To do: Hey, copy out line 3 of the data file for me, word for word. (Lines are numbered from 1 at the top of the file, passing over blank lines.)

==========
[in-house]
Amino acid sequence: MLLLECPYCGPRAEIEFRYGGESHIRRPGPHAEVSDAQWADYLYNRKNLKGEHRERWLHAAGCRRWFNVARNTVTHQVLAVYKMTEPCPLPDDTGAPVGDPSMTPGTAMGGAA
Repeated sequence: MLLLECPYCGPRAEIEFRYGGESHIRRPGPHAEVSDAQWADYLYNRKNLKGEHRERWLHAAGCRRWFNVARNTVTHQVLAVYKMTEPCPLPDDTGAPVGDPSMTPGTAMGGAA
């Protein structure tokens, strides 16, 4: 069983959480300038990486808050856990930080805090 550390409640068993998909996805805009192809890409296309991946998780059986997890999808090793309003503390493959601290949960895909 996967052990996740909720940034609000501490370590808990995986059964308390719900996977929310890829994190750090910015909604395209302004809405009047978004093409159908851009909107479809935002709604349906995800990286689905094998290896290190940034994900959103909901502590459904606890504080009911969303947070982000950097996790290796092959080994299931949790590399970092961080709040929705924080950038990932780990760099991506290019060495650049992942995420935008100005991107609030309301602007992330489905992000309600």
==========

Repeated sequence: MLLLECPYCGPRAEIEFRYGGESHIRRPGPHAEVSDAQWADYLYNRKNLKGEHRERWLHAAGCRRWFNVARNTVTHQVLAVYKMTEPCPLPDDTGAPVGDPSMTPGTAMGGAA